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Like Mario Galaxy 2, The Breath Of The Wild Sequel Came About Because The Team Had Too Many Ideas For DLC

The Legend of Zelda: Breath of the Wild is getting a sequel, and its development mirrors the beginnings of Super Mario Galaxy 2. The Breath of the Wild sequel was announced last week at E3, and instantly became one of the biggest talking points of the show.

DLC is a major factor in today's gaming realm. A number of Nintendo titles utilize DLC, such as new characters in Super Smash Bros. Ultimate, or Luigi's Balloon World in Super Mario Odyssey. Breath of the Wild is no stranger this. Its first DLC, The Master Trials, added new dungeons and armor sets. The Champions' Ballad featured a new story quest and gave Link a set of wheels in the form of the Master Cycle Zero. The Champions' Ballad was released in late 2017, so fans wondered if DLC had concluded for the game. As we'll see, more DLC was being thought up, but it ended up being too much for a single game.

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In an interview with Kotaku, Zelda series producer Eiji Aonuma briefly discussed Breath of the Wild's sequel. Aonuma explained that DLC ideas for Breath of the Wild became too big for the existing game, so starting over with a sequel was decided.

"Initially we were thinking of just DLC ideas, but then we had a lot of ideas and we said, 'This is too many ideas, let’s just make one new game and start from scratch.'"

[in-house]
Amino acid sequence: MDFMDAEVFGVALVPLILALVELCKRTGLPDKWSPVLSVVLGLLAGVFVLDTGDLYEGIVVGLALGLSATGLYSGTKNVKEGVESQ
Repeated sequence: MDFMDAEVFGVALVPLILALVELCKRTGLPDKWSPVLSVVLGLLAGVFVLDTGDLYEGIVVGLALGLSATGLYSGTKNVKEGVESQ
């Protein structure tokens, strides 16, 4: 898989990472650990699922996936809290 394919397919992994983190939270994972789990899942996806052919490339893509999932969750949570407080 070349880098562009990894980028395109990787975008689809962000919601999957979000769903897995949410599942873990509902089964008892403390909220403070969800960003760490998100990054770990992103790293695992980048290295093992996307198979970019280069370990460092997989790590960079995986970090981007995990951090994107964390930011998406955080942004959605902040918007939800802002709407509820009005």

via YouTube (Nintendo)

This is similar to the development of Super Mario Galaxy 2. Originally, Super Mario Galaxy 2 began as an expanded version of the first Mario Galaxy. In an interview with Game Informer dating back to 2010, Mario creator Shigeru Miyamoto stated that Super Mario Galaxy 2 began as a "1.5" version of Super Mario Galaxy. The team had a number of ideas that it couldn't add in the original game. However, because there was so much new stuff, it was decided to make a full sequel. This decision paid off, as Super Mario Galaxy 2 would go on to perhaps be even more liked than its predecessor.

If Breath of the Wild ends up retaining the quality of Super Mario Galaxy 2, then the game is in good company. Super Mario Galaxy 2 was not a rehash, and did not fall under "more of the same." It took the concept of its predecessor and arguably went bigger. Nintendo has shown that it knows how to build upon past games. So, fans should have something grand to look forward to in the sequel to Breath of the Wild.

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